Dear Woman: It is in your power to lead
This post was written by MEST Entrepreneur-In-Training, Lanre Adeoye.
Recently in a conversation about women representation in business and tech, I was embarrassed and simultaneously shocked to realize that off-the-top-of-my-head I couldn’t think of a popular female-founded company. Immediately pulling out my phone, search results pulled up companies such as Canva, Spanx, Rent the runway, Flickr, and Tinder.
After the conversation ended, I was inspired to find out where women are leading in business and if their impact is tangible.
Women representation in corporations
Women representation in small business ownership
Research done by the Mastercard Index of Women Entrepreneurs (MIWE), 2019 states that 37.9% of businesses in Ghana are owned by women. In the report, MIWE shares how necessity‐driven entrepreneurial activities have led to a surge in female entrepreneurs in markets such as Uganda, Ghana, and Botswana. Today, these markets have more women in business as a percentage of all business owners than any developed market. The report also reveals that gender inequality is ubiquitous, but manifests across markets in different ways. Even markets with high overall index scores, still have other gender disparities to contend with, such as the income gap between women and men business owners. This income gap can be deduced when the sheer scale of women-owned businesses is compared to that of men.
Value-add of women to large corporations
So, what reasons do we have for having more women in leadership roles? Studies have shown that women add immense value to startups, small businesses, and corporations when they are placed in positions of leadership. Let’s break it down:
According to a report by The Africa CEO Forum, businesses in Africa with the most women on their boards have an operating profit of over 20% higher than industry averages.
According to Fast Company, a higher representation of women in C-suite level positions results in 34% greater returns to shareholders. A look at the Fortune 1000 list of companies shows that 5% of the companies on the list are run by women and these organizations contribute 7% of the total revenue. These companies also outperform the S&P 500 index. Companies with at least 50% of women in leadership positions consistently do better than the companies with less than half of their leadership positions filled with women.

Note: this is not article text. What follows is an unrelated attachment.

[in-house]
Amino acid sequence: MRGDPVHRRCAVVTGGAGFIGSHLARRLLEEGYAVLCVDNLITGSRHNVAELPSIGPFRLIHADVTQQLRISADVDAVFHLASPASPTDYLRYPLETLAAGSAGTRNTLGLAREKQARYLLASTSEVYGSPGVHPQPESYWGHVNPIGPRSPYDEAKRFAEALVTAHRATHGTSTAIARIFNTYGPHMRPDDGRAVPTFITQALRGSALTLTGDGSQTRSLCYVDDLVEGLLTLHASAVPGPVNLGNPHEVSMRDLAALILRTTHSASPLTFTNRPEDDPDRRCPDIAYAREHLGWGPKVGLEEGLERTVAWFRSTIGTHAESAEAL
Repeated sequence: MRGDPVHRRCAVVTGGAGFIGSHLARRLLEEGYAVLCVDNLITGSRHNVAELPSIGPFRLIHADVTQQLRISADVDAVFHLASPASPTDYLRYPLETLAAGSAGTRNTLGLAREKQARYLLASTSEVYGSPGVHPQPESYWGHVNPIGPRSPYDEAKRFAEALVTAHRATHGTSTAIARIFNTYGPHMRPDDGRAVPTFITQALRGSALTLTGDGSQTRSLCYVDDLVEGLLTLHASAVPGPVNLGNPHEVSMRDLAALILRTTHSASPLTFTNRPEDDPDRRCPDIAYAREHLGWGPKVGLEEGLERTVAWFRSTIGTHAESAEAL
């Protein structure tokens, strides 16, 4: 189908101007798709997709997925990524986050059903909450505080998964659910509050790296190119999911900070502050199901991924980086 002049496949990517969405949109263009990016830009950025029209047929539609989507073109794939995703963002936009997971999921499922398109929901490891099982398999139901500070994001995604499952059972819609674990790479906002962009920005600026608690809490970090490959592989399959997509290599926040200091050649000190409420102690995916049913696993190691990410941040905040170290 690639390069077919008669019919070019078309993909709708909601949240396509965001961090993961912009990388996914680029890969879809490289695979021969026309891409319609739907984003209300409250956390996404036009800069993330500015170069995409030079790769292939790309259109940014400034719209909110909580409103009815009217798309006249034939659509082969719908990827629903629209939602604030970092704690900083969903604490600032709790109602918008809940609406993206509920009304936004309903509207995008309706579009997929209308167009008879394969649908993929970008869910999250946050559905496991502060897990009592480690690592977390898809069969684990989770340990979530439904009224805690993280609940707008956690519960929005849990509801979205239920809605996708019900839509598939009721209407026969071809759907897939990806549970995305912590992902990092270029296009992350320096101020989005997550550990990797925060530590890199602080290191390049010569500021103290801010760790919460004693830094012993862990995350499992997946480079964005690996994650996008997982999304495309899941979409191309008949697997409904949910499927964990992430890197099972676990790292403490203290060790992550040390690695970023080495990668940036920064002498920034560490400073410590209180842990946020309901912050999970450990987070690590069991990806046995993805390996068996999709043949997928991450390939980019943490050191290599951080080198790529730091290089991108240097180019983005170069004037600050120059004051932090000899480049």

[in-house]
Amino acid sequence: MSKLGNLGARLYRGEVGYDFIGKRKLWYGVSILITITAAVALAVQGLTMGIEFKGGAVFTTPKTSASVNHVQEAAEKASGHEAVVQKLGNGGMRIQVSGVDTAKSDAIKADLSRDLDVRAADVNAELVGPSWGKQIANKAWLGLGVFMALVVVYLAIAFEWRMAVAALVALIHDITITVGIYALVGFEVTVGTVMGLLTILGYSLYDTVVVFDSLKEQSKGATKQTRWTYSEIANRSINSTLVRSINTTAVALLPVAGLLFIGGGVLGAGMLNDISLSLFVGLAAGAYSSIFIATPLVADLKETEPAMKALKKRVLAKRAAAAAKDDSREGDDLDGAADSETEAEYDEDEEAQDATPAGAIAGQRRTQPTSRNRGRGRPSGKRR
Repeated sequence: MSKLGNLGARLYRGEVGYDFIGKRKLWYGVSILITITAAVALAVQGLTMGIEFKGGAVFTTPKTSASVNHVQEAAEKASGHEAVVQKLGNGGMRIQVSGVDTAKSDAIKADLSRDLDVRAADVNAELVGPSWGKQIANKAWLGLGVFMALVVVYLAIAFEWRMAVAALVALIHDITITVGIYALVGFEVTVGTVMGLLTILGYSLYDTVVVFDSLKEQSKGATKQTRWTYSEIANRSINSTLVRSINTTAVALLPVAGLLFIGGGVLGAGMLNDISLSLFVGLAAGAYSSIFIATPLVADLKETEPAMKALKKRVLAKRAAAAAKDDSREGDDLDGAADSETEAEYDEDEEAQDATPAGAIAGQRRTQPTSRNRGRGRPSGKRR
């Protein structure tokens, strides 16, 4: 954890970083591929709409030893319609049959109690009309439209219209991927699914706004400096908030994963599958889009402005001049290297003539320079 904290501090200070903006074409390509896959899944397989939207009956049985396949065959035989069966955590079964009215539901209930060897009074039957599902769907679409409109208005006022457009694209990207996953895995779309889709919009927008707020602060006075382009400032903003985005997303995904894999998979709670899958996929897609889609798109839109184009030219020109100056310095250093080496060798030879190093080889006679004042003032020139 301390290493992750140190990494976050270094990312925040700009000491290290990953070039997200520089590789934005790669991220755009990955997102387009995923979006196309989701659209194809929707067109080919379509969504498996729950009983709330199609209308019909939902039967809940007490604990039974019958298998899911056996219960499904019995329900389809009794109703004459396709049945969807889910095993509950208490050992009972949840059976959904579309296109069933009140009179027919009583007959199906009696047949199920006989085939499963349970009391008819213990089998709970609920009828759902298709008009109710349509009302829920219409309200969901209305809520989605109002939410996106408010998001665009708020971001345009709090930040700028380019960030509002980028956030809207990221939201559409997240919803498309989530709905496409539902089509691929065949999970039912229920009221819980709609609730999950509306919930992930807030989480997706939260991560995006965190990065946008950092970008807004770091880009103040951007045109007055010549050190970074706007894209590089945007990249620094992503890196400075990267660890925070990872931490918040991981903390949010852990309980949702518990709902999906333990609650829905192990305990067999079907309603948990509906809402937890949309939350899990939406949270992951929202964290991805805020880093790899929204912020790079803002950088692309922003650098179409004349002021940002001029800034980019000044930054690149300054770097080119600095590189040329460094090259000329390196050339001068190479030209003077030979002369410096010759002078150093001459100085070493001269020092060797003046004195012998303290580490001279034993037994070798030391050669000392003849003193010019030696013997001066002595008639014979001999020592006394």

Higher participation of women in business will lead to innovation in female-oriented businesses. There is a low tendency for people to extensively research industries that have no relationship with them. Female-oriented products such as breast pumps, pregnancy test kits, ovulation tracking tools, sanitary towels, hair and beauty products, wedding and family-related products could experience some form of disruption should more women business leaders be in these fields.
Also, consider that the way women approach problems differs from men. Women usually think more emotionally, empathetically and are usually design-focused while men tend to be more logical. This different perspective on problem-solving will also be instrumental in springing innovations in industries.
More women in business leadership will encourage more girls to aspire to leadership. Imagine a teenage boy and a teenage girl with equal interest and capabilities in technology careers. For the girl, she sees few women leading in the workplace and business. These images will likely discourage her from aiming for the top because she may feel like leadership is not for people like her. Having more women in leadership roles will serve as role models for young girls, thereby causing a ripple effect in increasing the numbers.
Then why are there few women business leaders?
Even though there are now more opportunities for women to lead in business, it is still a struggle to get the numbers up. This is as a result of internal and external forces. Internal forces regarding how the upbringing of female children have affected their outcome as women and external forces refer to how external environmental forces have affected their outcome.
Sheryl Sandberg, the COO of Facebook and author of Lean In: Women, Work And The Will To Lead, has been instrumental in driving conversations about internal forces that hold women back. In her book, she says, “Women keep themselves from advancing because they do not have as much self-confidence and drive as men do.”
This is corroborated in an article on The Atlantic titled “The Confidence Gap” written by Katty Kay and Claire Shipman. In the article, the authors share that research shows that women are less self-assured than men — and that to succeed, confidence matters as much as competence.